HO--(C2 H4 --O)6 --(C3 H6 --O)3 --C4 H9
using the procedure described in Example 1.
An organopolysiloxane with a=31, and b=9 was obtained; viscosity 280 cps. (Brookfield, 22° C.).
20 wt. % of an organopolysiloxane obtained in Examples 1 to 4 were each separately mixed with 80 wt. % of diisobutyladipate to form four defoaming compositions. Portions of these defoaming compositions were then separately mixed with a quantity of an aqueous synthetic resin dispersion to give four dispersions of each of the following paint compositions (percentages are given in wt. %):
A. Alkyd resin paint
22.5% soybean oil alkyd resin (modified isocyanate)
4.4% ethyl glycol
0.3% butyl glycol
43.3% D.I. water
24.6% pigments (TiO2, aluminum silicate, dolomite, and talcum)
0.4% thickening agent
1.4% of a defoaming composition prepared above.
The above alkyl resin paint is a white-pigmented corrosion resistant base coat paint.
B. Polyacrylate Paint
73.8% polyacrylate-bonding material (Rhoplex (WL81)
12.6% D.I. water
12.3% butyl glycol
1.45% paint additive (film forming and slip enhancer)
0.15% of a defoaming composition prepared above.
This paint is a non-pigmented air-drying paint dispersion for metal, synthetic, or wood surfaces.
C. Baking Enamel for Metal
3.77% Melamine resin (hardener)
10.75% D.I. water
27.34% titanium oxide
50.29% bonding material (Synresyl TP 141 DF)
1.10% coating forming additive
4.56% ethylene glycol
1.0% of a defoaming composition prepared above.
A surgical knife test was performed on the following bases:
(a) steel plates (deep drawing material)
(b) wooden plates (nut tree-veneer)
(c) glass plates.
Each of the twelve paint samples prepared above was mixed in a mixing apparatus, a so-called dissolver, for 2 minutes at 2000 revolutions/minute, and then transferred into film drawdown equipment where at a constant speed the film was applied slowly to an individual flat plane. The film thicknesses were 200 microns and 500 microns.
This "knife test" was repeated after storing the dispersions at room temperature for 4 weeks, in order to evaluate storage, stability and constant efficienty of the defoamer used.
The obtained coating was then either air or furnace dried; any air bubbles, flasw in continuity or silicon interferences were visually assessed.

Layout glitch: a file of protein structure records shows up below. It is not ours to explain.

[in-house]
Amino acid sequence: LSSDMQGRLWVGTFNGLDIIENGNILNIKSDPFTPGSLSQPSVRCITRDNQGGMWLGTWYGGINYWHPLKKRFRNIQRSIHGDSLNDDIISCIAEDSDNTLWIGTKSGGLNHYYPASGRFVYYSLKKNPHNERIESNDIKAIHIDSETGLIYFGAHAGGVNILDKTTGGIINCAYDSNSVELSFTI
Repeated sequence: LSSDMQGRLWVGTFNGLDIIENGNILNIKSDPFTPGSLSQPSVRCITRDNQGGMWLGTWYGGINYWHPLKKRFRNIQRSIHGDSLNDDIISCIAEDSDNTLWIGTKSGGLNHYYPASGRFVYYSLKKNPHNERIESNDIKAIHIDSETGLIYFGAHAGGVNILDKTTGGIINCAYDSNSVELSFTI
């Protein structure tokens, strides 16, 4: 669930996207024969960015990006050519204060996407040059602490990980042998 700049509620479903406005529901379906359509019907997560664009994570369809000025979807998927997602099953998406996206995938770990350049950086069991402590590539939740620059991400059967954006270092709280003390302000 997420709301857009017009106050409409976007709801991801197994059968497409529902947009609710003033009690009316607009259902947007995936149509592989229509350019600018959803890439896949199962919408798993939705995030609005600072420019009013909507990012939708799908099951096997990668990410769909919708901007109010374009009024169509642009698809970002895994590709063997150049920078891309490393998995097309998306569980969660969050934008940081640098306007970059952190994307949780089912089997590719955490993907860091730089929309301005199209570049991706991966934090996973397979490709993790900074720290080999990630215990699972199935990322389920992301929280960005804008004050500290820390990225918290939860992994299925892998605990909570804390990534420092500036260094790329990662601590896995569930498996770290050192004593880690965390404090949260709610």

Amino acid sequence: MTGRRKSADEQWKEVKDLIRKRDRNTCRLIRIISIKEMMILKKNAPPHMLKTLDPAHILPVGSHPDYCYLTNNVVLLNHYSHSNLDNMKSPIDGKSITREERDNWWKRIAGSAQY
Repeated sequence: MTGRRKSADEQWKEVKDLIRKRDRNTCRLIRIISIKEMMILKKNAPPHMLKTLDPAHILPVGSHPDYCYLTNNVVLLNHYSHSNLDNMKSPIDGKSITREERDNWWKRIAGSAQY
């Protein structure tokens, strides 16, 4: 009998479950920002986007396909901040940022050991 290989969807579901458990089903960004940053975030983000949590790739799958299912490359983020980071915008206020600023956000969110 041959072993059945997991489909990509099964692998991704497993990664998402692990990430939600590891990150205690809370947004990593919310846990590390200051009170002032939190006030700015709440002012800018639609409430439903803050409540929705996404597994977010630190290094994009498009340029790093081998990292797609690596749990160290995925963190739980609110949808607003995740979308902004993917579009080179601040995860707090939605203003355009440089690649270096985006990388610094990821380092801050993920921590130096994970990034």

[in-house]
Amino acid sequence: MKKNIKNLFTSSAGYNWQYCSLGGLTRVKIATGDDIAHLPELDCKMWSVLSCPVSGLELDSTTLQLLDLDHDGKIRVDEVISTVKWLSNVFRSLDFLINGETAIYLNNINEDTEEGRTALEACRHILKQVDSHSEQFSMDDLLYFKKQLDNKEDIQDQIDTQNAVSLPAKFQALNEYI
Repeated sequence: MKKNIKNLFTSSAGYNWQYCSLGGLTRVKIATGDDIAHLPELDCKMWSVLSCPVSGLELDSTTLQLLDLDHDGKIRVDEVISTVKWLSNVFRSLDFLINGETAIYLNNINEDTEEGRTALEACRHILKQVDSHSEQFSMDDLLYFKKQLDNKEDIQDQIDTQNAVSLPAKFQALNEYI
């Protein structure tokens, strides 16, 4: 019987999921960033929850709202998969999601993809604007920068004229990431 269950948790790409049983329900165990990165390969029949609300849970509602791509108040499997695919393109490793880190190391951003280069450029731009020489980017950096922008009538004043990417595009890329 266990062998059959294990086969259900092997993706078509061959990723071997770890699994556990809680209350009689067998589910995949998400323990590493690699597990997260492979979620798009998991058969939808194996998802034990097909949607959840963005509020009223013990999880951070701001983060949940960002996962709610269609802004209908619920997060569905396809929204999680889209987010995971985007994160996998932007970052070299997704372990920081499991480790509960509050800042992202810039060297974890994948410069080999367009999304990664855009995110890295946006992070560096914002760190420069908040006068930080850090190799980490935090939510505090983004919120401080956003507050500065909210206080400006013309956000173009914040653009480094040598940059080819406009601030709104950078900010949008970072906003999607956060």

Contrary to mineral oil-containing defoamer formulations, excellent results with no failures were observed in all of the above tests. No problems on the surface or loss of gloss were observed on any test sample.
|Cited Patent||Filing date||Publication date||Applicant||Title|
|US3712868 *||May 25, 1970||Jan 23, 1973||Midland Silicones Ltd||Foam control process|
|US3784479 *||May 15, 1972||Jan 8, 1974||Dow Corning||Foam control composition|
|US3984347 *||Dec 19, 1974||Oct 5, 1976||Dow Corning Corporation||Foam control composition|
|US4082690 *||Feb 7, 1977||Apr 4, 1978||Dow Corning Corporation||Antifoam process for non-aqueous systems|
|US4145308 *||Jul 7, 1977||Mar 20, 1979||General Electric Company||Anti-foam silicone emulsion, and preparation and use thereof|
|US4186104 *||Apr 20, 1978||Jan 29, 1980||Wacker-Chemie Gmbh||Antifoam compositions|
|US4313917 *||Jun 10, 1980||Feb 2, 1982||Nippon Petroluem Refining Company Limited||Method of defoaming amine solutions|
|US4396524 *||Dec 22, 1980||Aug 2, 1983||Henkel Kommanditgesellschaft Auf Aktien||Preparation of polysiloxane block polymers and their use as foam inhibitors|
|US4405490 *||Mar 30, 1981||Sep 20, 1983||Bayer Aktiengesellschaft||Anti-foam formulation containing an organopolysiloxane|
|DE2345335A1 *||Sep 7, 1973||Apr 10, 1975||Goldschmidt Ag Th||Entschaeumer|
|DE2443853A1 *||Sep 13, 1974||Apr 1, 1976||Goldschmidt Ag Th||Defoaming compsns for aq solns or dispersions - contg block copolymers of methyl siloxane and oxypropylene|
|DE2518053A1 *||Apr 23, 1975||Mar 11, 1976||Dow Corning||Schaumregulierendes mittel|
|DE2534250A1 *||Jul 31, 1975||Jul 1, 1976||Dow Corning||Schaumregulierendes mittel|